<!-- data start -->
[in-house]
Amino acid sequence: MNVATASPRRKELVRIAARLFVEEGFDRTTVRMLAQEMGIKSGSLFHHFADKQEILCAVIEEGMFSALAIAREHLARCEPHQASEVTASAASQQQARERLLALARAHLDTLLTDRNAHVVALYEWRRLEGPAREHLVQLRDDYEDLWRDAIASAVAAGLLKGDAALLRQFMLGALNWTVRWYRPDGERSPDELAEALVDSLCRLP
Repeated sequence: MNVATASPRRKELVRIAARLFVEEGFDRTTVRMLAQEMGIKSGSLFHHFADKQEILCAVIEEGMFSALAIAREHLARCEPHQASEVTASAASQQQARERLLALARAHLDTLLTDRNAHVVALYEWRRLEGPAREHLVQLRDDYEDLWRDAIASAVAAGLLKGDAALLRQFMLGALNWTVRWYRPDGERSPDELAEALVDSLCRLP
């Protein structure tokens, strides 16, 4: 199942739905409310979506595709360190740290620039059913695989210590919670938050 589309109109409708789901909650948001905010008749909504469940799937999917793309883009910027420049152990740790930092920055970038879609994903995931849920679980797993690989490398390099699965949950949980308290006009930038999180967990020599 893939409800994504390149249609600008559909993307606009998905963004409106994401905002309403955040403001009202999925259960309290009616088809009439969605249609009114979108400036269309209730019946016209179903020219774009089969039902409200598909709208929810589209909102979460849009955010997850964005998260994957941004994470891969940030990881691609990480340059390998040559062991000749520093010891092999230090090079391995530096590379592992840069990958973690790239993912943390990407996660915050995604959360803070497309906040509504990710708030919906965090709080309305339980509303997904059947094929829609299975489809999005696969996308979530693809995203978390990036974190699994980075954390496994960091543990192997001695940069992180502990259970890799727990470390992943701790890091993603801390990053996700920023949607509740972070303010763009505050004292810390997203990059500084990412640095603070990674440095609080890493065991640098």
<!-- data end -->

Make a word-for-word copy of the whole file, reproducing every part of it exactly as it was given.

[in-house]
Amino acid sequence: MNVATASPRRKELVRIAARLFVEEGFDRTTVRMLAQEMGIKSGSLFHHFADKQEILCAVIEEGMFSALAIAREHLARCEPHQASEVTASAASQQQARERLLALARAHLDTLLTDRNAHVVALYEWRRLEGPAREHLVQLRDDYEDLWRDAIASAVAAGLLKGDAALLRQFMLGALNWTVRWYRPDGERSPDELAEALVDSLCRLP
Repeated sequence: MNVATASPRRKELVRIAARLFVEEGFDRTTVRMLAQEMGIKSGSLFHHFADKQEILCAVIEEGMFSALAIAREHLARCEPHQASEVTASAASQQQARERLLALARAHLDTLLTDRNAHVVALYEWRRLEGPAREHLVQLRDDYEDLWRDAIASAVAAGLLKGDAALLRQFMLGALNWTVRWYRPDGERSPDELAEALVDSLCRLP
């Protein structure tokens, strides 16, 4: 199942739905409310979506595709360190740290620039059913695989210590919670938050 589309109109409708789901909650948001905010008749909504469940799937999917793309883009910027420049152990740790930092920055970038879609994903995931849920679980797993690989490398390099699965949950949980308290006009930038999180967990020599 893939409800994504390149249609600008559909993307606009998905963004409106994401905002309403955040403001009202999925259960309290009616088809009439969605249609009114979108400036269309209730019946016209179903020219774009089969039902409200598909709208929810589209909102979460849009955010997850964005998260994957941004994470891969940030990881691609990480340059390998040559062991000749520093010891092999230090090079391995530096590379592992840069990958973690790239993912943390990407996660915050995604959360803070497309906040509504990710708030919906965090709080309305339980509303997904059947094929829609299975489809999005696969996308979530693809995203978390990036974190699994980075954390496994960091543990192997001695940069992180502990259970890799727990470390992943701790890091993603801390990053996700920023949607509740972070303010763009505050004292810390997203990059500084990412640095603070990674440095609080890493065991640098």